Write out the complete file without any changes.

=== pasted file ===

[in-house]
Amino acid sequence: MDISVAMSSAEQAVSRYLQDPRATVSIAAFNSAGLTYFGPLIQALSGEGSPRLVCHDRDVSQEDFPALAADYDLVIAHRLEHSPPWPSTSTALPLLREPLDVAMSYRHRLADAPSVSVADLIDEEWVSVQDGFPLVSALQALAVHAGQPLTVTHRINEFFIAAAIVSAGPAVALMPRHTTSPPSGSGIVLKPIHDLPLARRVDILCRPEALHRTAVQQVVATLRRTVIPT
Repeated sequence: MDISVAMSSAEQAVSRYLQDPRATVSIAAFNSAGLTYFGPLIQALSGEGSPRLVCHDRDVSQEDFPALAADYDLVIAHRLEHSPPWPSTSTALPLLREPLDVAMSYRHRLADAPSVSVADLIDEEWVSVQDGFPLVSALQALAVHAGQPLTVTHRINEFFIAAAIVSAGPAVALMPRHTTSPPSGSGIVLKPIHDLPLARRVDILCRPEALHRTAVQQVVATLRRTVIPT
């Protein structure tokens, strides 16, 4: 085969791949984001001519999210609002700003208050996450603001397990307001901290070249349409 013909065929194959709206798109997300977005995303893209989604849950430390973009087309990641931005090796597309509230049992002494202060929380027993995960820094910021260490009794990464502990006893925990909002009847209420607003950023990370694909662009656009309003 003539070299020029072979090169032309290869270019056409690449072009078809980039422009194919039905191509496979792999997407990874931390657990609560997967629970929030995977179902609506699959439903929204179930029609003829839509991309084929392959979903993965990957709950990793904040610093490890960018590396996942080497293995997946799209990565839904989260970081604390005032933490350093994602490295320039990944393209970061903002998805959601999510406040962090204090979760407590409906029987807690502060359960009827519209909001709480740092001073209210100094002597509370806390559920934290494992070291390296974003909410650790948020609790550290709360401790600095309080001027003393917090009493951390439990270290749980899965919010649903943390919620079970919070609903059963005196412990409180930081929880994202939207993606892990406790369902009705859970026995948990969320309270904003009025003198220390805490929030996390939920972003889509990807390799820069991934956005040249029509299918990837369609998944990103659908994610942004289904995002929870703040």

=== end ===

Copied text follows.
[in-house]
Amino acid sequence: MDISVAMSSAEQAVSRYLQDPRATVSIAAFNSAGLTYFGPLIQALSGEGSPRLVCHDRDVSQEDFPALAADYDLVIAHRLEHSPPWPSTSTALPLLREPLDVAMSYRHRLADAPSVSVADLIDEEWVSVQDGFPLVSALQALAVHAGQPLTVTHRINEFFIAAAIVSAGPAVALMPRHTTSPPSGSGIVLKPIHDLPLARRVDILCRPEALHRTAVQQVVATLRRTVIPT
Repeated sequence: MDISVAMSSAEQAVSRYLQDPRATVSIAAFNSAGLTYFGPLIQALSGEGSPRLVCHDRDVSQEDFPALAADYDLVIAHRLEHSPPWPSTSTALPLLREPLDVAMSYRHRLADAPSVSVADLIDEEWVSVQDGFPLVSALQALAVHAGQPLTVTHRINEFFIAAAIVSAGPAVALMPRHTTSPPSGSGIVLKPIHDLPLARRVDILCRPEALHRTAVQQVVATLRRTVIPT
């Protein structure tokens, strides 16, 4: 085969791949984001001519999210609002700003208050996450603001397990307001901290070249349409 013909065929194959709206798109997300977005995303893209989604849950430390973009087309990641931005090796597309509230049992002494202060929380027993995960820094910021260490009794990464502990006893925990909002009847209420607003950023990370694909662009656009309003 003539070299020029072979090169032309290869270019056409690449072009078809980039422009194919039905191509496979792999997407990874931390657990609560997967629970929030995977179902609506699959439903929204179930029609003829839509991309084929392959979903993965990957709950990793904040610093490890960018590396996942080497293995997946799209990565839904989260970081604390005032933490350093994602490295320039990944393209970061903002998805959601999510406040962090204090979760407590409906029987807690502060359960009827519209909001709480740092001073209210100094002597509370806390559920934290494992070291390296974003909410650790948020609790550290709360401790600095309080001027003393917090009493951390439990270290749980899965919010649903943390919620079970919070609903059963005196412990409180930081929880994202939207993606892990406790369902009705859970026995948990969320309270904003009025003198220390805490929030996390939920972003889509990807390799820069991934956005040249029509299918990837369609998944990103659908994610942004289904995002929870703040």